This summer, the climate crisis moved to Europe’s front door and dominated its headlines. Up close in real time, we watched the rapid devastation, heartbreaking losses and heartbreaking rescues by local first responders as floods inundated Western European communities.
And despite the tireless efforts of firefighters and volunteers throughout the Mediterranean region, the worst forest fires on record continued to devastate forests and residential areas.
Over the past decade, extreme weather events have affected more than 1.7 billion people worldwide and killed nearly half a million. These events are undoubtedly on the rise, occurring with increasing frequency and intensity around the world.
But while everyone is aware of mega-disasters, the vast majority of climate-related emergencies are occurring outside of global attention. They are devastating lives, livelihoods, infrastructure and economies in countries and communities with limited resources or capacity to prepare and respond.
Take for example Algeria, Albania and North Macedonia, where deadly forest fires, sparked by record temperatures, have scorched villages, farms and forests. This caused the displacement of tens of thousands of people, all amid alarming waves of COVID-19 cases.
In Burundi, Yemen, Mongolia and Panama, heavy rains and floods in recent months have wreaked havoc on hundreds of thousands of people, in addition to other ongoing humanitarian emergencies.
The real, often unnoticed impact of climate change lies in the rising tide of smaller climate-related disasters like these, which disproportionately affect already vulnerable populations.
We must improve the capacities where people live
It may seem obvious, but whatever the disaster and wherever it strikes, whether the onset is slow and exhausting or fast and furious, many more lives could be saved if resources are channeled quickly and directly to strong local actors who have the confidence of the affected communities and access to them.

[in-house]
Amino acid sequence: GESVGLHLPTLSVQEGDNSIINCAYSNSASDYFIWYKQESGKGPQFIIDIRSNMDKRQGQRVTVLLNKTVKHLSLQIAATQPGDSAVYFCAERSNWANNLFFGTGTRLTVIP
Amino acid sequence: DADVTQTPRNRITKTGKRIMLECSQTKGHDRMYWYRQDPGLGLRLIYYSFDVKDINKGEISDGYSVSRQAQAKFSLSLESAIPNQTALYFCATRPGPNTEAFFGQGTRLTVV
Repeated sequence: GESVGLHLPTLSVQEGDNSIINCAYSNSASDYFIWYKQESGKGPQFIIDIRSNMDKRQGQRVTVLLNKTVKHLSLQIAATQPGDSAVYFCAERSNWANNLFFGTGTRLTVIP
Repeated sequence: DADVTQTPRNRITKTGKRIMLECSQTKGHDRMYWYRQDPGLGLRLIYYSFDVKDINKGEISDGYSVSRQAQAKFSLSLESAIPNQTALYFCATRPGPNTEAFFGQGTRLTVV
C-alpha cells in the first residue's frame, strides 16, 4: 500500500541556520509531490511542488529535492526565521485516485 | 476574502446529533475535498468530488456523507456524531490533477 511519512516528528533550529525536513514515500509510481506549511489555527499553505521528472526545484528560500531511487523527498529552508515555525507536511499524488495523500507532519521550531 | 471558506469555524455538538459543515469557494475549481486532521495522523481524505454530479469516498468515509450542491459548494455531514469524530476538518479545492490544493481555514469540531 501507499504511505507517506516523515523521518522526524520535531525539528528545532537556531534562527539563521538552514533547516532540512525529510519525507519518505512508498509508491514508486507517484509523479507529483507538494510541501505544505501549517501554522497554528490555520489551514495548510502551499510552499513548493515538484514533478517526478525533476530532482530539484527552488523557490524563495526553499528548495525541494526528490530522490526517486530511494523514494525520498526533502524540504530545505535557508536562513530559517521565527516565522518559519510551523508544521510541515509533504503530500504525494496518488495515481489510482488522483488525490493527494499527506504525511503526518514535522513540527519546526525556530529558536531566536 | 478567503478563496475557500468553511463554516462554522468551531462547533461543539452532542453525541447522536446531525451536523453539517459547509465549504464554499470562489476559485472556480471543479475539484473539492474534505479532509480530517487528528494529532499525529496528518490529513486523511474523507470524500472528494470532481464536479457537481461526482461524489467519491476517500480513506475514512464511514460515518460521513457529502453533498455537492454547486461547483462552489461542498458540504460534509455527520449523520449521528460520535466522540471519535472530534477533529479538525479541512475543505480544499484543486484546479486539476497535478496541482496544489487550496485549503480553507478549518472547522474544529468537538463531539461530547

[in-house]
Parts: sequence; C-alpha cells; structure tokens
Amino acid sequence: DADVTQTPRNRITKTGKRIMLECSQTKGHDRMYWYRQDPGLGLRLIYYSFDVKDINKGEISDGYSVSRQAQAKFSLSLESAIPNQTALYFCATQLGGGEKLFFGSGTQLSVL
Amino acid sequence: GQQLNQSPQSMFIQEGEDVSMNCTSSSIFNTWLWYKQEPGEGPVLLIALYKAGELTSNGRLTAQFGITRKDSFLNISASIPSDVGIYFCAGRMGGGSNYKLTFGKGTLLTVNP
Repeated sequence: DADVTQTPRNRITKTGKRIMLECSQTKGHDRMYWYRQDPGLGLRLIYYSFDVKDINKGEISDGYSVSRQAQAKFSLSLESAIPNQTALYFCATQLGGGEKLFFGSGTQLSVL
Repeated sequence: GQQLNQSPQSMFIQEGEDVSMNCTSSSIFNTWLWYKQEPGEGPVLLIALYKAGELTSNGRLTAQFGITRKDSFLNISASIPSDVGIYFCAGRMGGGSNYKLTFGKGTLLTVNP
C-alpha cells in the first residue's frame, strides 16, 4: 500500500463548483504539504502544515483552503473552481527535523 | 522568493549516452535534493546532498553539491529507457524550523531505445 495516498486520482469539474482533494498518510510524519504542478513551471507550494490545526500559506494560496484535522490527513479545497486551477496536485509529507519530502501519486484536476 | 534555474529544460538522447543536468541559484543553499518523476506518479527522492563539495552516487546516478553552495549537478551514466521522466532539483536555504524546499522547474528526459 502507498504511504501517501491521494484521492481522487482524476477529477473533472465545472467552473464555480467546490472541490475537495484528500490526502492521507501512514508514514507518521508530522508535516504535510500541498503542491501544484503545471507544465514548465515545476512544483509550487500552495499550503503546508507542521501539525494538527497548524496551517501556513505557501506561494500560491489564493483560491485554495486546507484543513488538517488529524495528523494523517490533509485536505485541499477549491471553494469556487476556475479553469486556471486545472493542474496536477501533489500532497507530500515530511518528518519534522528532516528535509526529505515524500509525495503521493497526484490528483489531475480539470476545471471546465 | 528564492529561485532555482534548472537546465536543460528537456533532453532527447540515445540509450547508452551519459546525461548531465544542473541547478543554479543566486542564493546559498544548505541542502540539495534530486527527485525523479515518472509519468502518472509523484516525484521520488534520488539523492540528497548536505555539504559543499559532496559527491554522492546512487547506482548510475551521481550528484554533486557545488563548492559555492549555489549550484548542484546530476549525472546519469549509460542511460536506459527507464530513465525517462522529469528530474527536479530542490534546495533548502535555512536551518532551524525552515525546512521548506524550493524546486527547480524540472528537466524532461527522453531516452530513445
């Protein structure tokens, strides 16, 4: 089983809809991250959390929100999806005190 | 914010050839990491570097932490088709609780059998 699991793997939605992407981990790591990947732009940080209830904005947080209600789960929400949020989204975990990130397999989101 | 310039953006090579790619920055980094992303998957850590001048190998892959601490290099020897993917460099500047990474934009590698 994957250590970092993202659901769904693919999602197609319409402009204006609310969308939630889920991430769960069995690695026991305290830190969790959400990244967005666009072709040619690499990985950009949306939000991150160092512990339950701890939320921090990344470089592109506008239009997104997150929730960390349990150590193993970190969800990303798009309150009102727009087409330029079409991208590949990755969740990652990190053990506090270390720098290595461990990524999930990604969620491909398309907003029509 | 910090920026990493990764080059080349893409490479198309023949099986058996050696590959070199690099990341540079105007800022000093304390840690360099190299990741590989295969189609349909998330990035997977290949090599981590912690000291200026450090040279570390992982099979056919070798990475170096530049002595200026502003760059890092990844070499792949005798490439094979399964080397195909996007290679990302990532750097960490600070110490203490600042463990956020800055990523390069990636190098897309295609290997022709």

Already on the ground, it is people and local actors who are best positioned to respond to early warnings and forecasts, prepare for disasters before they strike, and provide critical assistance in the aftermath. This is as true for Belgium as it is for Bangladesh.
International actors will always play a vital role in humanitarian action, particularly for large and complex emergencies. But when it comes to most disaster response operations, the traditional approach of funding international agencies that outsource to local groups must complement agile local action.
Much more investment needs to be made locally to ensure vulnerable communities can anticipate risk, prepare for extreme weather events, act early to protect themselves and reduce impact, and respond quickly and effectively when they need to, because that’s what It saves lives and saves money. .
The International Federation of Red Cross and Red Crescent Societies (IFRC) and its largest donor, the European Commission, are committed to building community resilience, investing in early, local and cost-effective action, and strengthening community resilience. capacity, coordination and accountability in the country.
One of the fastest, most effective and transparent mechanisms to do this is the International Federation’s Emergency Disaster Relief Fund, which channels resources directly to national societies that are already embedded in communities on the front lines of climate change. .
On average, the fund supports more than 100 responses to small and medium-sized disasters each year, enabling teams to anticipate hazards, prepare for disasters before they strike, and launch life-saving services after they strike.
COVID-19 exposed the weak spots
The COVID-19 pandemic underscored something we’ve known for a long time: The future of disaster response must be local.
The crisis caused by the pandemic was a severe blow, as international and travel restrictions drastically reduced international deployments. Local first responders had yet to respond to extreme weather events and other emergencies, exacerbated by the pandemic.
The pandemic also exposed extreme vulnerabilities and inequalities across countries and systems, and made clear the need and value of fundraising and early action.
We urge governments and other international donors to make this investment and do it locally, where it has the greatest impact.
To this end, the International Federation is organizing a pledging conference on October 18, 2021, to be co-chaired by the European Commission, with the aim of expanding the Emergency Fund for Disaster Relief.
Now more than ever, it is vital to expand the resource base for local anticipatory action and response, close the widening gap between humanitarian needs and global donations, and continue to use scarce resources wisely.
Janez Lenarčič is the European Commissioner for Crisis Management. Jagan Chapagain is Secretary General of the International Federation of Red Cross and Red Crescent Societies.
George is Digismak’s reported cum editor with 13 years of experience in Journalism